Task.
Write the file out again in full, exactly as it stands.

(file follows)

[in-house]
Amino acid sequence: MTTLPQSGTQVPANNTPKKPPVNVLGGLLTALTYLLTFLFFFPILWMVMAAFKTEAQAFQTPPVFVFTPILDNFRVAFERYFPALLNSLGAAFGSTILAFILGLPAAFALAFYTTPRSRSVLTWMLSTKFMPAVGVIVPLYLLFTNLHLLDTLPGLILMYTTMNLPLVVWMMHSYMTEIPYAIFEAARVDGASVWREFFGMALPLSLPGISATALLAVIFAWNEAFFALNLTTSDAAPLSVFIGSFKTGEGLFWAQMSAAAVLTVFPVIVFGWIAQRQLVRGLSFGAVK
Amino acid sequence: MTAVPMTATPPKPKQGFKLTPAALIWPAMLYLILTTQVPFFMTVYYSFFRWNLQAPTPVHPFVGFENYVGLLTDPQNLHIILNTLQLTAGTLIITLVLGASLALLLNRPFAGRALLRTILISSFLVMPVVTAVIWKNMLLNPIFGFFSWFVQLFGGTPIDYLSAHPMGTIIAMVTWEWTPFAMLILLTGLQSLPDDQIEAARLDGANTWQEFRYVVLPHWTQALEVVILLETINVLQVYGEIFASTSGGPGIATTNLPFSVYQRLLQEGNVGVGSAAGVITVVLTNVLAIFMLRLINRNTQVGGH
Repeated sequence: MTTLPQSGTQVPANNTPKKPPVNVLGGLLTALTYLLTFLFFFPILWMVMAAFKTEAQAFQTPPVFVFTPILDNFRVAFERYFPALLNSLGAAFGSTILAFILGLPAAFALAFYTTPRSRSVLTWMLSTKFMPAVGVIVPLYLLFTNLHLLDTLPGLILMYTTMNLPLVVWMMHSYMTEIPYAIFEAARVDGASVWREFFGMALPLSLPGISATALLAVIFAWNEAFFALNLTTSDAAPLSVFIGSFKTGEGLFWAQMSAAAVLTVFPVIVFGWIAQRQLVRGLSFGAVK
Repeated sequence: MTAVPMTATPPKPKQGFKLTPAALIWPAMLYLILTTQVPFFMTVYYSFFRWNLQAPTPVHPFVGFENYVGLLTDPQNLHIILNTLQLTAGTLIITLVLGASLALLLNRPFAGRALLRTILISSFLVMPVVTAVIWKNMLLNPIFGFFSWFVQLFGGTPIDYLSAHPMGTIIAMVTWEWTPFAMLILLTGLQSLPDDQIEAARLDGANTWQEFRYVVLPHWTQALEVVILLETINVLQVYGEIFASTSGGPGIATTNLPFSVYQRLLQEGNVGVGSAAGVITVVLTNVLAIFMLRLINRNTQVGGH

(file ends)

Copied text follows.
[in-house]
Amino acid sequence: MTTLPQSGTQVPANNTPKKPPVNVLGGLLTALTYLLTFLFFFPILWMVMAAFKTEAQAFQTPPVFVFTPILDNFRVAFERYFPALLNSLGAAFGSTILAFILGLPAAFALAFYTTPRSRSVLTWMLSTKFMPAVGVIVPLYLLFTNLHLLDTLPGLILMYTTMNLPLVVWMMHSYMTEIPYAIFEAARVDGASVWREFFGMALPLSLPGISATALLAVIFAWNEAFFALNLTTSDAAPLSVFIGSFKTGEGLFWAQMSAAAVLTVFPVIVFGWIAQRQLVRGLSFGAVK
Amino acid sequence: MTAVPMTATPPKPKQGFKLTPAALIWPAMLYLILTTQVPFFMTVYYSFFRWNLQAPTPVHPFVGFENYVGLLTDPQNLHIILNTLQLTAGTLIITLVLGASLALLLNRPFAGRALLRTILISSFLVMPVVTAVIWKNMLLNPIFGFFSWFVQLFGGTPIDYLSAHPMGTIIAMVTWEWTPFAMLILLTGLQSLPDDQIEAARLDGANTWQEFRYVVLPHWTQALEVVILLETINVLQVYGEIFASTSGGPGIATTNLPFSVYQRLLQEGNVGVGSAAGVITVVLTNVLAIFMLRLINRNTQVGGH
Repeated sequence: MTTLPQSGTQVPANNTPKKPPVNVLGGLLTALTYLLTFLFFFPILWMVMAAFKTEAQAFQTPPVFVFTPILDNFRVAFERYFPALLNSLGAAFGSTILAFILGLPAAFALAFYTTPRSRSVLTWMLSTKFMPAVGVIVPLYLLFTNLHLLDTLPGLILMYTTMNLPLVVWMMHSYMTEIPYAIFEAARVDGASVWREFFGMALPLSLPGISATALLAVIFAWNEAFFALNLTTSDAAPLSVFIGSFKTGEGLFWAQMSAAAVLTVFPVIVFGWIAQRQLVRGLSFGAVK
Repeated sequence: MTAVPMTATPPKPKQGFKLTPAALIWPAMLYLILTTQVPFFMTVYYSFFRWNLQAPTPVHPFVGFENYVGLLTDPQNLHIILNTLQLTAGTLIITLVLGASLALLLNRPFAGRALLRTILISSFLVMPVVTAVIWKNMLLNPIFGFFSWFVQLFGGTPIDYLSAHPMGTIIAMVTWEWTPFAMLILLTGLQSLPDDQIEAARLDGANTWQEFRYVVLPHWTQALEVVILLETINVLQVYGEIFASTSGGPGIATTNLPFSVYQRLLQEGNVGVGSAAGVITVVLTNVLAIFMLRLINRNTQVGGH